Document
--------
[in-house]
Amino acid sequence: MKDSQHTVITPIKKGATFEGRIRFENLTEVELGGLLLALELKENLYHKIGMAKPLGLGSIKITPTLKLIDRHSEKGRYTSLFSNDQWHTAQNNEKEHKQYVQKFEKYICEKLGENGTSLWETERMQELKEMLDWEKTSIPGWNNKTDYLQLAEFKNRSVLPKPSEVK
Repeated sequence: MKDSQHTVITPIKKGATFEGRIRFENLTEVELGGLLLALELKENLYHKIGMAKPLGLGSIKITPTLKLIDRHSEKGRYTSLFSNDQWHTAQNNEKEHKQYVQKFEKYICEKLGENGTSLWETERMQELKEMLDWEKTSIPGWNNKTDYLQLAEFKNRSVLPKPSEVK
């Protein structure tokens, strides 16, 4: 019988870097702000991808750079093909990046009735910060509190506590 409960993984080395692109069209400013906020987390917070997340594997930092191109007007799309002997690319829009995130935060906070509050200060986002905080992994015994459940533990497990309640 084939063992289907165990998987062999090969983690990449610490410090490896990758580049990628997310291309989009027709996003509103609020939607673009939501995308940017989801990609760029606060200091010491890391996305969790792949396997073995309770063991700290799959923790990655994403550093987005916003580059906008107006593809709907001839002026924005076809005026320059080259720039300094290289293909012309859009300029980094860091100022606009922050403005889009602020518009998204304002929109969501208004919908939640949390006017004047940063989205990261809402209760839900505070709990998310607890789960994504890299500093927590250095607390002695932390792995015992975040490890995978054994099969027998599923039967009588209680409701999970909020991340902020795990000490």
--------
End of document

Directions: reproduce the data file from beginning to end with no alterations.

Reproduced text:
[in-house]
Amino acid sequence: MKDSQHTVITPIKKGATFEGRIRFENLTEVELGGLLLALELKENLYHKIGMAKPLGLGSIKITPTLKLIDRHSEKGRYTSLFSNDQWHTAQNNEKEHKQYVQKFEKYICEKLGENGTSLWETERMQELKEMLDWEKTSIPGWNNKTDYLQLAEFKNRSVLPKPSEVK
Repeated sequence: MKDSQHTVITPIKKGATFEGRIRFENLTEVELGGLLLALELKENLYHKIGMAKPLGLGSIKITPTLKLIDRHSEKGRYTSLFSNDQWHTAQNNEKEHKQYVQKFEKYICEKLGENGTSLWETERMQELKEMLDWEKTSIPGWNNKTDYLQLAEFKNRSVLPKPSEVK
């Protein structure tokens, strides 16, 4: 019988870097702000991808750079093909990046009735910060509190506590 409960993984080395692109069209400013906020987390917070997340594997930092191109007007799309002997690319829009995130935060906070509050200060986002905080992994015994459940533990497990309640 084939063992289907165990998987062999090969983690990449610490410090490896990758580049990628997310291309989009027709996003509103609020939607673009939501995308940017989801990609760029606060200091010491890391996305969790792949396997073995309770063991700290799959923790990655994403550093987005916003580059906008107006593809709907001839002026924005076809005026320059080259720039300094290289293909012309859009300029980094860091100022606009922050403005889009602020518009998204304002929109969501208004919908939640949390006017004047940063989205990261809402209760839900505070709990998310607890789960994504890299500093927590250095607390002695932390792995015992975040490890995978054994099969027998599923039967009588209680409701999970909020991340902020795990000490």